“Yes,” I said.

“Do you love me?” she looked like a frightened girl who had broken her most precious toy.

“Yes, I love you. The hills, the Palas blooms are the witness of my love for you. I’ll come again, very soon. And when I have a job, I’ll take you with me…….”   I kept uttering words and more words to console the frightened figure. But I think my words were unconvincing as much to her as to me; for she walked away slowly but with firm, sure steps.

“Come soon. I’ll wait for you by the lake, everyday.” I heard her say.

I thought I saw her, her face, in the lake beautiful and radiant, as always, bringing a glitter in the water.
 “Come soon. I’ll wait for you by the lake everyday.” She was saying; her arms spread towards me, invitingly. Some female voices and giggles brought me back to the present. I realized I was standing perilously closer to the edge of the lake. I moved back gingerly and came face to face with a group of five to six village belles who had come to fetch water. I stood aside to let them pass.
 Who is he? What is he doing here? Man from city……..They asked themselves as they crossed me.

They looked so alike in their dull clothes and shared a young, gay spirit. Conscious of my presence, they lowered their voices but threw frequent glances in my direction as they stepped down and waded into knee – deep water. I remained there aimlessly but stubbornly. I watched them fill their pots. Their movements were so uniform and their faces, too. I observed. But there was one face, which stood apart from the rest and somehow seemed familiar.  I looked keenly. I had seen the face before. It was the face I had seen twenty years ago and just now in the lake. Bano!  But how could she be still so young.  The girl was nineteen or twenty but not older. Bano’s daughter?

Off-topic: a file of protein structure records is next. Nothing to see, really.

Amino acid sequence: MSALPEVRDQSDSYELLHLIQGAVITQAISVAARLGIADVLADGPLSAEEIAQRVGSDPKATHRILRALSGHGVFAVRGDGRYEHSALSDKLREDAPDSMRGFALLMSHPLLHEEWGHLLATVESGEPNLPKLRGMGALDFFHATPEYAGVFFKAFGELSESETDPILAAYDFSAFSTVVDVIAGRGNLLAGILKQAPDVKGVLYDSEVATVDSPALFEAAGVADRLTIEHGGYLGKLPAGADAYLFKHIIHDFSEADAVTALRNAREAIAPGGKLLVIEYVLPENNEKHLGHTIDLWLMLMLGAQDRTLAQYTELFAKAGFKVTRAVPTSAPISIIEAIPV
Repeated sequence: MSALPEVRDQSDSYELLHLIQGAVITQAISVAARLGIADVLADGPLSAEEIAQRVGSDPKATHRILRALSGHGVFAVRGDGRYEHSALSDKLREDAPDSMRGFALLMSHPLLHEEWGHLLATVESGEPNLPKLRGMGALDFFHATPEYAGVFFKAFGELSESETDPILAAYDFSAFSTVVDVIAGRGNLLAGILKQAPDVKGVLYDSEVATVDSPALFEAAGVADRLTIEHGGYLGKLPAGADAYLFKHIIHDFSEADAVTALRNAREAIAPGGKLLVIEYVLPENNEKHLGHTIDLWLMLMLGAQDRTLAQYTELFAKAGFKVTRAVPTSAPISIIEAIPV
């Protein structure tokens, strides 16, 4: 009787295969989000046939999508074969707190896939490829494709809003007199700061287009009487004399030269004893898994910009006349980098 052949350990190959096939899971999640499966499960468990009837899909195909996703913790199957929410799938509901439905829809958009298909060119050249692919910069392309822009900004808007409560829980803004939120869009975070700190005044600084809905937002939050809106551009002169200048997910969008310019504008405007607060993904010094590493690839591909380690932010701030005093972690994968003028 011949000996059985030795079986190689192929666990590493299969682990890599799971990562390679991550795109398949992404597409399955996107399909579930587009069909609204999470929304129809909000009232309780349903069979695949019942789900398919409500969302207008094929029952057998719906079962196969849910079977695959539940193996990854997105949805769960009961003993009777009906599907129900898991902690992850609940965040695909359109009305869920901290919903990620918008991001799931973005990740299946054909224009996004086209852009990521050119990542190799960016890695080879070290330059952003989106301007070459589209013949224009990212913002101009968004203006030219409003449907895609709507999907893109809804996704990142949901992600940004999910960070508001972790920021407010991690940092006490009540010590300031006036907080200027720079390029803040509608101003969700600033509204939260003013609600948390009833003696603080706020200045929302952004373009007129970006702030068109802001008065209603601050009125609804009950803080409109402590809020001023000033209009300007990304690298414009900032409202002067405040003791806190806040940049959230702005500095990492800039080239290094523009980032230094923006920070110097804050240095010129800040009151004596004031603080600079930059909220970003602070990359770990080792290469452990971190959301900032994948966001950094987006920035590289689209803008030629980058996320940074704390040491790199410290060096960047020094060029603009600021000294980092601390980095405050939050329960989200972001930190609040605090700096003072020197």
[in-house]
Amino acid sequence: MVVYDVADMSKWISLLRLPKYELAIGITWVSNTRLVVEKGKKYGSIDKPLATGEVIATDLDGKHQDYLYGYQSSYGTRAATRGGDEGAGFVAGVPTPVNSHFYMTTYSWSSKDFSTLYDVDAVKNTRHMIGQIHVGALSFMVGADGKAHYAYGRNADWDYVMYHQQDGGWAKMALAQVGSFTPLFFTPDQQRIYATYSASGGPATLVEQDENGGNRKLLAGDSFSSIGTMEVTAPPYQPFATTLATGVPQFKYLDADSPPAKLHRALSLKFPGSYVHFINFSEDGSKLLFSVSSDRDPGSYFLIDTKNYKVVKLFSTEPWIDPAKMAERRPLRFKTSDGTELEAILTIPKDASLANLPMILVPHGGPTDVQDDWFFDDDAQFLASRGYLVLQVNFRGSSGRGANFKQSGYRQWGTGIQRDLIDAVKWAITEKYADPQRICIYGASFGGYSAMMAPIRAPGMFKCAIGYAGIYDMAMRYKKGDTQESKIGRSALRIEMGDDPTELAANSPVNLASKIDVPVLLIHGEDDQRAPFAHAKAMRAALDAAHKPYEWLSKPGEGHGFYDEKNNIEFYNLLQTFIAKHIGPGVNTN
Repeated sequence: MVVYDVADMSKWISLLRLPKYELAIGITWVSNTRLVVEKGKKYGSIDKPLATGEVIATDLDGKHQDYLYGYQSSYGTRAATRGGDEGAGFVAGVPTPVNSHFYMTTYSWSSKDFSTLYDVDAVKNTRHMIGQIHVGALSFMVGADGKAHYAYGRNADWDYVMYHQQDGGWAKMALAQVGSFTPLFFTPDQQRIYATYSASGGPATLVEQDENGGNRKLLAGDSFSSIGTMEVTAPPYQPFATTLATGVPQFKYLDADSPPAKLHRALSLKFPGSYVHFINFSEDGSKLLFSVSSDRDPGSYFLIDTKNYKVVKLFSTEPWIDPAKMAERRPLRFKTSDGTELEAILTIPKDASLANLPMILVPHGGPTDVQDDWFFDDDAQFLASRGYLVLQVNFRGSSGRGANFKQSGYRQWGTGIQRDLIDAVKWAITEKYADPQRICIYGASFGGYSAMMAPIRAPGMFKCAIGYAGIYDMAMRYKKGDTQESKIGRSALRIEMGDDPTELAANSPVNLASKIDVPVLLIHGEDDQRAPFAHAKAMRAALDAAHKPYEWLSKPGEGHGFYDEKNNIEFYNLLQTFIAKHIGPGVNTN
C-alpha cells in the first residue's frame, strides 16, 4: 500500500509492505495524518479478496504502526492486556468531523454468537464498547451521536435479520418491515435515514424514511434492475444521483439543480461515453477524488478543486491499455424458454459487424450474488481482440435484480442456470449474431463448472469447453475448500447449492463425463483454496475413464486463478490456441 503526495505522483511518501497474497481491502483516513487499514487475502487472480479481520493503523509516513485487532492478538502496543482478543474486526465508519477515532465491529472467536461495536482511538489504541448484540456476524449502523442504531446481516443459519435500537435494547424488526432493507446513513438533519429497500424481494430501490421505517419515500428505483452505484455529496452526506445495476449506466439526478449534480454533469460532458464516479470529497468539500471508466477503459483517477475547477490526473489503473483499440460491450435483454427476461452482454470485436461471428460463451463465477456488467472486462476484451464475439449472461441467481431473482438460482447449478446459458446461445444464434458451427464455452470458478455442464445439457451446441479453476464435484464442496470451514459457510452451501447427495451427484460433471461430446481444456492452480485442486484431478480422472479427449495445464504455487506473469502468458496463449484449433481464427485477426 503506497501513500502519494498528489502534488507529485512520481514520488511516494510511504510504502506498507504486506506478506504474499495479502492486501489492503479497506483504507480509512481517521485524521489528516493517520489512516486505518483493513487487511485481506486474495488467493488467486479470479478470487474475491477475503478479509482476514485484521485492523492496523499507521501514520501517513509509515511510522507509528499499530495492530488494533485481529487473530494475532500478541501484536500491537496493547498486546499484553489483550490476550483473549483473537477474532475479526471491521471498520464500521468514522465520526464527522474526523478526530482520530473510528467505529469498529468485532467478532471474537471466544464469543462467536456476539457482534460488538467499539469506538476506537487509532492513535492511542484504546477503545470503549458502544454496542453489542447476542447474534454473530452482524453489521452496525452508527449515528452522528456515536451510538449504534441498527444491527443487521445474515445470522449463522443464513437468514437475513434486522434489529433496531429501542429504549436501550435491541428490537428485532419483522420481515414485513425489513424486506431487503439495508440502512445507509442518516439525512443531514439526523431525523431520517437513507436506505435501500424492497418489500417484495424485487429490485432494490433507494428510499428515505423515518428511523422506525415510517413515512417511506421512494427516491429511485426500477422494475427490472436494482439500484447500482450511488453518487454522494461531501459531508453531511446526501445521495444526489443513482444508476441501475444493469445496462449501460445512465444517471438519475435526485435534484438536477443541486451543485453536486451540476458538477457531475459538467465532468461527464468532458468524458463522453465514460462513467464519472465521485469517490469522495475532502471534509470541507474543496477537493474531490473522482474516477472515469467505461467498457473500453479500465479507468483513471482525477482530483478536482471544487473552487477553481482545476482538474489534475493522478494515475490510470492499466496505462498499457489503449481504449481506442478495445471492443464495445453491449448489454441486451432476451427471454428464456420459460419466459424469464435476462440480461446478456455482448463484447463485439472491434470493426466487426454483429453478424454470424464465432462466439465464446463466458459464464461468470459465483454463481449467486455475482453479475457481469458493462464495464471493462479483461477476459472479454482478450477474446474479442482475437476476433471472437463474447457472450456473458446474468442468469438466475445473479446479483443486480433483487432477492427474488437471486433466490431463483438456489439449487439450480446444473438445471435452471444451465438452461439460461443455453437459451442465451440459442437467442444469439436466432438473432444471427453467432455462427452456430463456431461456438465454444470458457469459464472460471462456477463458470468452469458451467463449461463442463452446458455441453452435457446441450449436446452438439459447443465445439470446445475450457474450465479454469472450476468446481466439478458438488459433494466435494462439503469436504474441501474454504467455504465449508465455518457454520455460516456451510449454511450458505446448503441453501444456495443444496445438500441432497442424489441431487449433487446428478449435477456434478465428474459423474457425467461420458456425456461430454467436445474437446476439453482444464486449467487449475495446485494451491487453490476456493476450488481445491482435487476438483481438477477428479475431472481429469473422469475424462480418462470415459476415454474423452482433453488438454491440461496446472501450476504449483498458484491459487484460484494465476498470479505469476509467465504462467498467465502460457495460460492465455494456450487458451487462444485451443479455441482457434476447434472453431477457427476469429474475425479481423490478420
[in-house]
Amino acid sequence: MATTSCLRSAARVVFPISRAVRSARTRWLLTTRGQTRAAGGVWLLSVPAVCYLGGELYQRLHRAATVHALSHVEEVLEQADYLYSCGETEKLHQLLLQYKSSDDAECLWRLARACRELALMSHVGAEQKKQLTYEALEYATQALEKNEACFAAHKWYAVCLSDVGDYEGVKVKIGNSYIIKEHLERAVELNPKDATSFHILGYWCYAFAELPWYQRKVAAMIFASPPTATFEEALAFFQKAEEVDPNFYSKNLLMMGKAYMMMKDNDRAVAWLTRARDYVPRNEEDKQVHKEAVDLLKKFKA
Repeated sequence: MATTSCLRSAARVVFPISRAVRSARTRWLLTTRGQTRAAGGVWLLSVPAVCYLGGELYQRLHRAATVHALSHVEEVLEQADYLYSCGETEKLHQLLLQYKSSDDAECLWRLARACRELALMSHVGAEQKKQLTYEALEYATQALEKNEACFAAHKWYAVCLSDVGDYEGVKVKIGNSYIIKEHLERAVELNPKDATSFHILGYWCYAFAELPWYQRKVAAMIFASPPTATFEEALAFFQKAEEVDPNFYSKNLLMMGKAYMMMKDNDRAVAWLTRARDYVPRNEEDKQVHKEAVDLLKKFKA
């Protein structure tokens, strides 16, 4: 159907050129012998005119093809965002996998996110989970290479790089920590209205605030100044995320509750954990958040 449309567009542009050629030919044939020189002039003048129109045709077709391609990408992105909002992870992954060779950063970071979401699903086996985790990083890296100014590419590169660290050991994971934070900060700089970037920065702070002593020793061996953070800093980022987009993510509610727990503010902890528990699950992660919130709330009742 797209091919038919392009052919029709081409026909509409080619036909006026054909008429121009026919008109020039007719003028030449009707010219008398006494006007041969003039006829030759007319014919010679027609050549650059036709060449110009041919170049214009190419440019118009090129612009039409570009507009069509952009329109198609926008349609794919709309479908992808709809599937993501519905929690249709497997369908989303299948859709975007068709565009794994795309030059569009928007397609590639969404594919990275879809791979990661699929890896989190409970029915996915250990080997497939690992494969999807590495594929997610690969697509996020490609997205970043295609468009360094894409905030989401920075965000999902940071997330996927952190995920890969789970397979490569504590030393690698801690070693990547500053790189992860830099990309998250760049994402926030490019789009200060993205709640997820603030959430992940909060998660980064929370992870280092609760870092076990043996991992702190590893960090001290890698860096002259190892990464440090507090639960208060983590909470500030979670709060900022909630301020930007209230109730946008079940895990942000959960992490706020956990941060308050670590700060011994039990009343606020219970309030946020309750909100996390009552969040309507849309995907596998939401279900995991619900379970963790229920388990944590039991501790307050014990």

The girls were crossing me again. They gave a strange look towards me, as though I was a loon. I think I looked one as I gaped at the girl who resembled Bano so much. And then I saw her eyes. They were the same pair of shiny black eyes. I knew, instantly, she was Bano’s child. How was Bano? My beautiful Bano? Was she alive? Was she married? Did she still have those arresting looks and eyes? ……….. I took a step towards the girl. I had to know everything. But the faces of my simple, devoted wife and my children who adored me came between us. I halted. Word froze in my mouth. The girls and Bano’s daughter walked away and faded behind the trees in the twilight. I stood there, watching. The cold, heavy air settled down around the lake. I felt cold, numb, forlorn and old and dragged my heavy legs towards the car.